Sleep Paralysis

Of all of the sleep disorders that a person can face, sleeping paralysis may be one of the most frightening. Sleep paralysis is actually a normal part of the sleep cycle. It is activated during REM sleep by the brain to keep us from getting out of bed or acting out our dreams.

A sleep paralysis disorder occurs when this normal function happens at the wrong time. The physical paralysis takes place when the person transitions from being awake to being asleep and the person is conscious but cannot move their body or speak.

A sleep paralysis episode can last anywhere from a few seconds to a few minutes but causes no permanent damage and is not dangerous, though the episode can be very frightening to the sleeper. Sleeping paralysis is frequently a secondary symptom of another sleep disorder, narcolepsy.

Sleep Paralysis Symptoms

Whether the sleep paralysis is a secondary symptom of narcolepsy or a sleep disorder on its own, the symptoms are identical: it is the temporary inability to talk or to move, either at the moment of waking or when falling asleep. The person feels frozen and pinned to the bed.

Because the sleep paralysis symptoms do not last very long and in some cases may not be remembered as actual paralysis by the person, it may not be noticed as readily as other types of sleep disorders.

Causes of Sleep Paralysis

If you have been diagnosed with a panic disorder, frequently experience jet lag or have a shift work disorder you are more likely to experience sleep paralysis. Additionally, a period of severe stress has been associated with a higher likelihood of sleep paralysis.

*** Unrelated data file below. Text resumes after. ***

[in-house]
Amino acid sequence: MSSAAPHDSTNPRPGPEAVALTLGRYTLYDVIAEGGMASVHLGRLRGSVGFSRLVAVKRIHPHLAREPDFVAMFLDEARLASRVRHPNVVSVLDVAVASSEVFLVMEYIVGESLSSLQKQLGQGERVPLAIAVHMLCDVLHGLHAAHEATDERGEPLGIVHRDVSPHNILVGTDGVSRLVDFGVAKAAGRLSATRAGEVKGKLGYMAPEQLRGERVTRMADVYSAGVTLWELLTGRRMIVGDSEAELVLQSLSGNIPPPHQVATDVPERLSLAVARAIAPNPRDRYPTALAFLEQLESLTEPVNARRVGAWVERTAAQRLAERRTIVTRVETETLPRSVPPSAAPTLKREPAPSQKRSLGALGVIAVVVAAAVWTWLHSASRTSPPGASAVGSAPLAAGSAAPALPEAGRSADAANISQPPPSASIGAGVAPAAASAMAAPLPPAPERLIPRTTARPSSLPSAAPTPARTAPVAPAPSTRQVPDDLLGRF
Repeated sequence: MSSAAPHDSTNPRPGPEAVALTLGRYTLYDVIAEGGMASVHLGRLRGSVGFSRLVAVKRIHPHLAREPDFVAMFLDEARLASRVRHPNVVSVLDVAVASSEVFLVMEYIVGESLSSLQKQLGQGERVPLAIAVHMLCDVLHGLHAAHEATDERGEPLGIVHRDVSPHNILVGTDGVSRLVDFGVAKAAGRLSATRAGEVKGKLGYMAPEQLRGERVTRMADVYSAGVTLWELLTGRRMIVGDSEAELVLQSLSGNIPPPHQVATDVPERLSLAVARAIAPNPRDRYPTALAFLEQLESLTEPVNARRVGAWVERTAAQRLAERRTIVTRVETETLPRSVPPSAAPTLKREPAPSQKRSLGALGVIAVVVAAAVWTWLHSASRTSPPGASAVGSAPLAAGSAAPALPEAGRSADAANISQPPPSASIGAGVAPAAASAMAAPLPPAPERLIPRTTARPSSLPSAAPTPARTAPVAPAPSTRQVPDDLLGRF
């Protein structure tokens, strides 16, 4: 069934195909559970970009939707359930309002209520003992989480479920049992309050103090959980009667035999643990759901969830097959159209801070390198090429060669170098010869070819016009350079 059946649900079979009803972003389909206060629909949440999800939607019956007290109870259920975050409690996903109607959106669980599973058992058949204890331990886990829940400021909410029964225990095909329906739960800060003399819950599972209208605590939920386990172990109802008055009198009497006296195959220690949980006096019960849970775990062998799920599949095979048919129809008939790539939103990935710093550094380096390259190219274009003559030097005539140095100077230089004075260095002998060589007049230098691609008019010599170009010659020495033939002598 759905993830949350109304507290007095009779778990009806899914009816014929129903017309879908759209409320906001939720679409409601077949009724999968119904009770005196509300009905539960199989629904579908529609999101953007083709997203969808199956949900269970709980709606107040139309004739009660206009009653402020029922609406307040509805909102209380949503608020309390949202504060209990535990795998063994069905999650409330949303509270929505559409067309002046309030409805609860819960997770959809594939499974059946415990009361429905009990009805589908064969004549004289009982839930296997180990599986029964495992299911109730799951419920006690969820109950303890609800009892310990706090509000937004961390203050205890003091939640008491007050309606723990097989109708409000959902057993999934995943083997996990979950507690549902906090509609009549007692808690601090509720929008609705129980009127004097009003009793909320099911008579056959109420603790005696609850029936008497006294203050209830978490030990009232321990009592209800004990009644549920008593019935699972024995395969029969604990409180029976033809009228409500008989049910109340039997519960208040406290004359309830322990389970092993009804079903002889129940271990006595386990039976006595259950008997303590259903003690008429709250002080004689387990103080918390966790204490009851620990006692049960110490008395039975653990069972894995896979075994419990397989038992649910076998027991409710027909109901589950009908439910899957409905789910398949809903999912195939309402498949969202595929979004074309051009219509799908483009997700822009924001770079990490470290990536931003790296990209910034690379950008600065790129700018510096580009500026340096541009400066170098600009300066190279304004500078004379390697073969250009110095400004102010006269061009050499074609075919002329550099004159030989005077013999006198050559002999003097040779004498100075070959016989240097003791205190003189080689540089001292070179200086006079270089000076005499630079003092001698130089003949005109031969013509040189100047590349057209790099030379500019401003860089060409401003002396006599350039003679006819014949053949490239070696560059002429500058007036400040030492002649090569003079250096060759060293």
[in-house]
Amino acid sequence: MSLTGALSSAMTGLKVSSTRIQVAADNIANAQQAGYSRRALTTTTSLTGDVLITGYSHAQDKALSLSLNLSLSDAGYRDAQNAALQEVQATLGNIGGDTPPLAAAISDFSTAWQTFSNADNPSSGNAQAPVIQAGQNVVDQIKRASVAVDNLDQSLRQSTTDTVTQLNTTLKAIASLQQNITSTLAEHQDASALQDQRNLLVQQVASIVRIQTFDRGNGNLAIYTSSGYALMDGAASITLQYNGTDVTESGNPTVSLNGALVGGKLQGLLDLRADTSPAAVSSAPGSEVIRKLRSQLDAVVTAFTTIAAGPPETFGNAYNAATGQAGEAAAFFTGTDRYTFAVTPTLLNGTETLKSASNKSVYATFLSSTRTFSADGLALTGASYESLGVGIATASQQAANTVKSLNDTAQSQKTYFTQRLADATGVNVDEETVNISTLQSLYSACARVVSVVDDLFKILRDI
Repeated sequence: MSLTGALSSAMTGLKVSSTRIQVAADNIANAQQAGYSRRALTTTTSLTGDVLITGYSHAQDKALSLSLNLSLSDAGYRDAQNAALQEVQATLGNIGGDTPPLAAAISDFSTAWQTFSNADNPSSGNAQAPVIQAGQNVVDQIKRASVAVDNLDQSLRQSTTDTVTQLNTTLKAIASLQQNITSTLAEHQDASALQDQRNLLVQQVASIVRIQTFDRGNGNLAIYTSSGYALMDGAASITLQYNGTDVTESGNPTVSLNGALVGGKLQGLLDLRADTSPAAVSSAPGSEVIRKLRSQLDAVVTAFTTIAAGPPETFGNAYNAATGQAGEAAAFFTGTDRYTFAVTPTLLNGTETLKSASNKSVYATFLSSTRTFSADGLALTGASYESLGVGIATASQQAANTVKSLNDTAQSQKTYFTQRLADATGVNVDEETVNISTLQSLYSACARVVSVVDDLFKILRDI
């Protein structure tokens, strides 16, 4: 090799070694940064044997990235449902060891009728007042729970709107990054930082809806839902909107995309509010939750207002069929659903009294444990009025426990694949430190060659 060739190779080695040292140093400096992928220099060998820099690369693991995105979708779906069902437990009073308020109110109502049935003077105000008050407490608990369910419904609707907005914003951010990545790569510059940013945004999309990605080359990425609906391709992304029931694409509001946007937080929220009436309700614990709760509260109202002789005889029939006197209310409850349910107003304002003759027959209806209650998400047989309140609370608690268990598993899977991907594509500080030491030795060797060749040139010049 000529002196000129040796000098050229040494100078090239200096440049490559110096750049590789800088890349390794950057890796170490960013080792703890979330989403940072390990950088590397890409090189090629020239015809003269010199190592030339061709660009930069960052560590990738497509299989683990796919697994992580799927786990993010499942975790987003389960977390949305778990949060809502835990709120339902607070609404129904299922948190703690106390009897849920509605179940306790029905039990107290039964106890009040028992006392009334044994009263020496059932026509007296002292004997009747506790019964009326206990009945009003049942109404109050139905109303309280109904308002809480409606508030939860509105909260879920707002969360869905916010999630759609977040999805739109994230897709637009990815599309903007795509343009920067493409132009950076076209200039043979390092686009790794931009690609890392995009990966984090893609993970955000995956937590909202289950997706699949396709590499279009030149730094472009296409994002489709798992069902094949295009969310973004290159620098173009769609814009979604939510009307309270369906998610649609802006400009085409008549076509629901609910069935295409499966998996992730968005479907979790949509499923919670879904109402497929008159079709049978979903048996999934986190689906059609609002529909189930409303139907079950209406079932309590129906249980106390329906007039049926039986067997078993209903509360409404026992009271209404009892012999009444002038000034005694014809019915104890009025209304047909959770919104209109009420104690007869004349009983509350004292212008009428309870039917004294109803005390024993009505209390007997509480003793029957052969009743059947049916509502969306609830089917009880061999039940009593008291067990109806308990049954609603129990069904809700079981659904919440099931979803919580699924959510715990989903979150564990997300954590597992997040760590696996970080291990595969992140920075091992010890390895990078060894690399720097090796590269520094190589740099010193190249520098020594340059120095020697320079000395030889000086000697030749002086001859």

As with narcolepsy, sleep paralysis may be caused by certain genetic disorders and conditions and may be related to a reduced production of a particular protein in the brain. It is also frequently misdiagnosed as other conditions before being correctly identified.

Sleep Paralysis Treatment

Most sleep paralysis episodes occur when the sleeper is lying on his or her back. Sleeping on your side can reduce the frequency and severity of episodes. The treatment for sleep paralysis will depend on the underlying cause and the extent to which it affects the individual’s overall health. Treatment may include medications such as anti-depressants.

If the sleep paralysis is a secondary symptom of narcolepsy, direct treatment of narcolepsy is the first approach to treatment. In addition to any treatment plan prescribed by your doctor, exercise and maintaining good sleep habits can be very effective at treating the symptoms of sleep paralysis.

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